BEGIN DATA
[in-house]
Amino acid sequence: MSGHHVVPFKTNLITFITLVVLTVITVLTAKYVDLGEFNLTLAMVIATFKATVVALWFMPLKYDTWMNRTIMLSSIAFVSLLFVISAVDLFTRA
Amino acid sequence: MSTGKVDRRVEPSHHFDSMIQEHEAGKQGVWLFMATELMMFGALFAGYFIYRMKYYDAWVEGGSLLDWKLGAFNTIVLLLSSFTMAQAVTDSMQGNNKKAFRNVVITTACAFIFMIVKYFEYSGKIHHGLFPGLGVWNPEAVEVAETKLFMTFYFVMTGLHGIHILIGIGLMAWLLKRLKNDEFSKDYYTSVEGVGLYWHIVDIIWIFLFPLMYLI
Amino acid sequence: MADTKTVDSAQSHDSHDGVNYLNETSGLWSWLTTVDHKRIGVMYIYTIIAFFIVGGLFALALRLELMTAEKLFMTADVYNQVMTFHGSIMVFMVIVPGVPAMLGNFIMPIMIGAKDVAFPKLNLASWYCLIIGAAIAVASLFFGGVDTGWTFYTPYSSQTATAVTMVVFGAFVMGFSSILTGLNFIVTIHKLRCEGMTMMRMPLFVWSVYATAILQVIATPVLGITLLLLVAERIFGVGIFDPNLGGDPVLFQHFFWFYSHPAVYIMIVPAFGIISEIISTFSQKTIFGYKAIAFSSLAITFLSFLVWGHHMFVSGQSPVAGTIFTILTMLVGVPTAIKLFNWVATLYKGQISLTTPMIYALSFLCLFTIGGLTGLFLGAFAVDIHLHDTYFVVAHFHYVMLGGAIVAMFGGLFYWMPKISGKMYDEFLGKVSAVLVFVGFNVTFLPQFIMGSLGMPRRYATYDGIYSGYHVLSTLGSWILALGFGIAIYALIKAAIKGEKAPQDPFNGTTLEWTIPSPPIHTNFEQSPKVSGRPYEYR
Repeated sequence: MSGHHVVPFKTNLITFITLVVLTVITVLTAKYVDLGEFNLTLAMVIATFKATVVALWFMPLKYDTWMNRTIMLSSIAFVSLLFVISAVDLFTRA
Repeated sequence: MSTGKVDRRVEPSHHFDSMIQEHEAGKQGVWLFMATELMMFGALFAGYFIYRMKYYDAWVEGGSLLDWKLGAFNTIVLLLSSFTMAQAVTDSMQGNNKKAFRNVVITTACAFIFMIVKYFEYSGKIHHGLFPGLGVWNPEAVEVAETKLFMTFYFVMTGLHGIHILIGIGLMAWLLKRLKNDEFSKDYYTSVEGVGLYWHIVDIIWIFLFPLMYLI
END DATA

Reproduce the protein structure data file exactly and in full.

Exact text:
[in-house]
Amino acid sequence: MSGHHVVPFKTNLITFITLVVLTVITVLTAKYVDLGEFNLTLAMVIATFKATVVALWFMPLKYDTWMNRTIMLSSIAFVSLLFVISAVDLFTRA
Amino acid sequence: MSTGKVDRRVEPSHHFDSMIQEHEAGKQGVWLFMATELMMFGALFAGYFIYRMKYYDAWVEGGSLLDWKLGAFNTIVLLLSSFTMAQAVTDSMQGNNKKAFRNVVITTACAFIFMIVKYFEYSGKIHHGLFPGLGVWNPEAVEVAETKLFMTFYFVMTGLHGIHILIGIGLMAWLLKRLKNDEFSKDYYTSVEGVGLYWHIVDIIWIFLFPLMYLI
Amino acid sequence: MADTKTVDSAQSHDSHDGVNYLNETSGLWSWLTTVDHKRIGVMYIYTIIAFFIVGGLFALALRLELMTAEKLFMTADVYNQVMTFHGSIMVFMVIVPGVPAMLGNFIMPIMIGAKDVAFPKLNLASWYCLIIGAAIAVASLFFGGVDTGWTFYTPYSSQTATAVTMVVFGAFVMGFSSILTGLNFIVTIHKLRCEGMTMMRMPLFVWSVYATAILQVIATPVLGITLLLLVAERIFGVGIFDPNLGGDPVLFQHFFWFYSHPAVYIMIVPAFGIISEIISTFSQKTIFGYKAIAFSSLAITFLSFLVWGHHMFVSGQSPVAGTIFTILTMLVGVPTAIKLFNWVATLYKGQISLTTPMIYALSFLCLFTIGGLTGLFLGAFAVDIHLHDTYFVVAHFHYVMLGGAIVAMFGGLFYWMPKISGKMYDEFLGKVSAVLVFVGFNVTFLPQFIMGSLGMPRRYATYDGIYSGYHVLSTLGSWILALGFGIAIYALIKAAIKGEKAPQDPFNGTTLEWTIPSPPIHTNFEQSPKVSGRPYEYR
Repeated sequence: MSGHHVVPFKTNLITFITLVVLTVITVLTAKYVDLGEFNLTLAMVIATFKATVVALWFMPLKYDTWMNRTIMLSSIAFVSLLFVISAVDLFTRA
Repeated sequence: MSTGKVDRRVEPSHHFDSMIQEHEAGKQGVWLFMATELMMFGALFAGYFIYRMKYYDAWVEGGSLLDWKLGAFNTIVLLLSSFTMAQAVTDSMQGNNKKAFRNVVITTACAFIFMIVKYFEYSGKIHHGLFPGLGVWNPEAVEVAETKLFMTFYFVMTGLHGIHILIGIGLMAWLLKRLKNDEFSKDYYTSVEGVGLYWHIVDIIWIFLFPLMYLI